7. Place racks in upper and lower thirds of oven; preheat to 375°. Using a tablespoon measuring spoon, scoop out scant 2-Tbsp. portions of dough (or, if you have a scoop, this is a leveled-off #30 or a heaping #40) until you have 10 portions divided between 2 parchment-lined baking sheets (you want five per sheet—these will spread a bit!). Roll portions into balls and gently press a piece or 2 of reserved chocolate into each one. It’s okay to cram the chocolate on there—some pieces can even be vertical. Cover and chill any remaining dough.
  8. Bake cookies, rotating baking sheets top to bottom and front to back halfway through, until edges are golden brown and centers are puffed, 8–10 minutes. (Pull at 8 if you like your cookies softer and want to guarantee they’re still soft the next day!)
  9. Working one at a time, pull baking sheets out of the oven and tap lightly on the stove to deflate cookies. Sprinkle with Diamond Crystal kosher salt (if you’re using Morton, skip it: the crystals are too large). Let cookies cool on baking sheets 5 minutes, then transfer to a wire rack and let cool completely. Let baking sheets cool (to do this fast, run them under cold water), then turn parchment paper over. Repeat process with remaining dough, dividing evenly between baking sheets, to make 6–8 more cookies.
  10. Do Ahead: Cookies can be baked 3 days ahead. Let cool; store airtight at room temperature.

Monday, March 23, 2020

Easy Scones

Inspired by our compliance with social distancing, one of the English faculty members suggested we all make the same recipe together this weekend - easy scones, allegedy from Mary Berry but posted on the Easy Online Baking Lessons website. So that means they are English style. I paid attention to the tips in the recipe because there are things that can make a scone not rise very high. I couldn't find a medium biscuit cutter, so I used a wine glass.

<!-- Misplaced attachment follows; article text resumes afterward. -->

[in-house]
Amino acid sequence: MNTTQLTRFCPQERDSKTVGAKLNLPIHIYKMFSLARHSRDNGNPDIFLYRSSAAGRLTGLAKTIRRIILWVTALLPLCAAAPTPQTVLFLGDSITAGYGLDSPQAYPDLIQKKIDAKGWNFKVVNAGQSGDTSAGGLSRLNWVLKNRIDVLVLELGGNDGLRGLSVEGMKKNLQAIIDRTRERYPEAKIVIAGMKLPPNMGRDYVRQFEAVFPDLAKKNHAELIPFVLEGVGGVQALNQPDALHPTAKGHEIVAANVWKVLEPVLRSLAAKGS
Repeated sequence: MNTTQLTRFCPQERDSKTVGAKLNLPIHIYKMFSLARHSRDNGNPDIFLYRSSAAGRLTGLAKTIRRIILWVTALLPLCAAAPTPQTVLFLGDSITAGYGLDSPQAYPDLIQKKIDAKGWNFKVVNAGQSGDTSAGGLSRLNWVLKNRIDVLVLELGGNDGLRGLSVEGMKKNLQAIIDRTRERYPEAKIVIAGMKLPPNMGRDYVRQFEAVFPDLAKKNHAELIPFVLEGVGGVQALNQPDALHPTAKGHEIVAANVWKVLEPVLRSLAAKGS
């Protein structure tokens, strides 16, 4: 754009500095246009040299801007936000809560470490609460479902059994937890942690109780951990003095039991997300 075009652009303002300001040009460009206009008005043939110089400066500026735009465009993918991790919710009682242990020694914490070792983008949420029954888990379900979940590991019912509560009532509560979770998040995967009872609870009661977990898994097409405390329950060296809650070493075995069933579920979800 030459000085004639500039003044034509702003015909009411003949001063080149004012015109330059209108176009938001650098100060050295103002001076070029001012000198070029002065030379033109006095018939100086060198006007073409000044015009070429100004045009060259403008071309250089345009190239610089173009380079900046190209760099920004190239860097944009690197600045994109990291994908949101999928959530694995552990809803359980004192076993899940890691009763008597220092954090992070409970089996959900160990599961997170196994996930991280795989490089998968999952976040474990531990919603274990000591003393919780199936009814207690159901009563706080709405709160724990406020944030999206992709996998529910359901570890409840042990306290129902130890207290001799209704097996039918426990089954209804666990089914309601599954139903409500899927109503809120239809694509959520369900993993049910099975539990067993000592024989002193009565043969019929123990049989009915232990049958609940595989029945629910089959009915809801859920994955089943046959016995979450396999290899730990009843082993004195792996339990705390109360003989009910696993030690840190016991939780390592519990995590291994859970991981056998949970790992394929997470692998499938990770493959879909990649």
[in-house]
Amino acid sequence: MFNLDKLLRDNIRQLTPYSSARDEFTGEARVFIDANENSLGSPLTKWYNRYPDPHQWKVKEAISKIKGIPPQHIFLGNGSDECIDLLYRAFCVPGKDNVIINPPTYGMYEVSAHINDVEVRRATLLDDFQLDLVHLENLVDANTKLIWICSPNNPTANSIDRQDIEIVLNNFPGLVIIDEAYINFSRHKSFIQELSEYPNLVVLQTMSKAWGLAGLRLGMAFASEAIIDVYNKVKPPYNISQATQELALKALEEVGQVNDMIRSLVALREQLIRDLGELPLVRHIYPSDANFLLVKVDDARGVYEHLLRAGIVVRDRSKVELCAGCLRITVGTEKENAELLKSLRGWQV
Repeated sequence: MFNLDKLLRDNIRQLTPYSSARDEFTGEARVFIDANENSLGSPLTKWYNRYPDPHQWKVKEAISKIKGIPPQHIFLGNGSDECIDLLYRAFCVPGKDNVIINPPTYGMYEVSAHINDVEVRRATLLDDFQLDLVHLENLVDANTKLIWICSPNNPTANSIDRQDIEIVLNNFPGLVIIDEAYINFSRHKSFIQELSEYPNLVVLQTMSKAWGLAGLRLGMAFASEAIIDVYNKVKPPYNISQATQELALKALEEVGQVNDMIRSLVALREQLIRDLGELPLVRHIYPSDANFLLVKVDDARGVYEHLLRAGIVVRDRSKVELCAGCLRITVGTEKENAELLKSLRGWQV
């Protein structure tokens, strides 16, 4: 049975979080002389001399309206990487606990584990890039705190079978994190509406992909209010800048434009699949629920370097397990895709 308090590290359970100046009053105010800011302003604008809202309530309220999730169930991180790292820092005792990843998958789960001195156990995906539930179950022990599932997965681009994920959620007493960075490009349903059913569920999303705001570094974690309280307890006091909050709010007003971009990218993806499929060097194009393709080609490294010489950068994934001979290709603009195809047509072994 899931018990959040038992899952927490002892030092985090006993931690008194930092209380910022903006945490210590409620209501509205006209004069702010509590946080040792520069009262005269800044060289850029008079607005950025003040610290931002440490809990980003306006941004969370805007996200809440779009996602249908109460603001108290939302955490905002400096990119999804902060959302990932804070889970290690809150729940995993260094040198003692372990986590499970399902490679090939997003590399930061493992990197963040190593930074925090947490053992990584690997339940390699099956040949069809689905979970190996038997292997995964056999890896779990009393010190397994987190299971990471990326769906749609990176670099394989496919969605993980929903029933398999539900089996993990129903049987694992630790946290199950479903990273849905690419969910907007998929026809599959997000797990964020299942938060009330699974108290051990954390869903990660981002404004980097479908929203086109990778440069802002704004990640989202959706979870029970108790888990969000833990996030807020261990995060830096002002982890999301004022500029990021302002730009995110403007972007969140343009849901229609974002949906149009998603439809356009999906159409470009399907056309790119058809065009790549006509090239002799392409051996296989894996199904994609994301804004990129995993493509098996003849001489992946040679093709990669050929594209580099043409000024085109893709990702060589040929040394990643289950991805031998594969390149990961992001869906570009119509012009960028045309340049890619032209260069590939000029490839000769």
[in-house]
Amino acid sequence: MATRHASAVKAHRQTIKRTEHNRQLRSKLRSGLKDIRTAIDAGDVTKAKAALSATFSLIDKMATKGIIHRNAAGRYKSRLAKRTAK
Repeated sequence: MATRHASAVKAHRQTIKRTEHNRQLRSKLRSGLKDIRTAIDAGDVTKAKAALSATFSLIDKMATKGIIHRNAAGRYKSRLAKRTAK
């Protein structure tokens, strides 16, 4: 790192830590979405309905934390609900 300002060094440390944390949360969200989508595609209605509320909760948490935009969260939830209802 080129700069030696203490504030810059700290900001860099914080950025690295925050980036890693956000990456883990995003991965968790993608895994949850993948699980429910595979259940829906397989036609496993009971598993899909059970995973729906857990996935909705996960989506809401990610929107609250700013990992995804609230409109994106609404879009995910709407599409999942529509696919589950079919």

The one step of the recipe I disobeyed was when it said to let the butter come to room temperature? Never in my life have I heard that advice for scones or biscuits, it was always the colder the better. So I used butter straight from the fridge. I used oat milk because that was the only kind I had on hand. I also made a half recipe because let's be honest, I would be the only one in my house eating any.

I did get quite a rise on the scones, and pictured is my shining star. The instructions say to only glaze the very top, making sure it does not drip on the sides, and I definitely had one wonky scone where the glaze had dripped. Interesting!

Easy Scones


450g Self-raising Flour OR (3 & 2/3 cups AP/Plain Flour plus 5 + 1/2 (level) tsp Baking powder + scant 1 tsp salt) 
2 tsp Baking Powder
50g Castor Sugar (level ¼ cup*)
75g Butter, cubed & at room temp (level 2/3 stick or 1/3 cup)
2 Eggs
225ml Milk (up to 1 cup)

1. Weigh out the butter whilst cubing it and leave out to come to room temperature.

2. Lightly oil or grease the baking tray(s) and place baking/parchment paper on top.

3. Weigh or measure in the flour into the bowl, spoon in the baking powder, give it a mix through & drop in the butter.

4. Using your fingertips, rub the butter into the flour & continue to do this until the mixture resembles breadcrumbs, (very tiny pieces). Or use a pastry cutter.

5. Put the bowl back onto the scales and weigh in the sugar. Give it a good mix.

6. Beat the eggs in a jug and then top up to the 300ml (10 fl oz) mark with the milk, (depending on the size of the eggs, you might not need as much milk).

7. Give the liquid a good mix and then take 2 tbsp of it out and place in a small bowl to use later.

8. Gradually add the egg/milk mixture to the dry ingredients until a soft dough is formed. Be aware that the dough being a little sticky is good for the scones to rise. So only add enough of the liquid until just sticky.

9. Flour a pastry board or worktop or use some baking/parchment paper with a little flour on top.

10. Heat up the oven to: 220c/200c Fan Oven/425f/Gas Mark 6.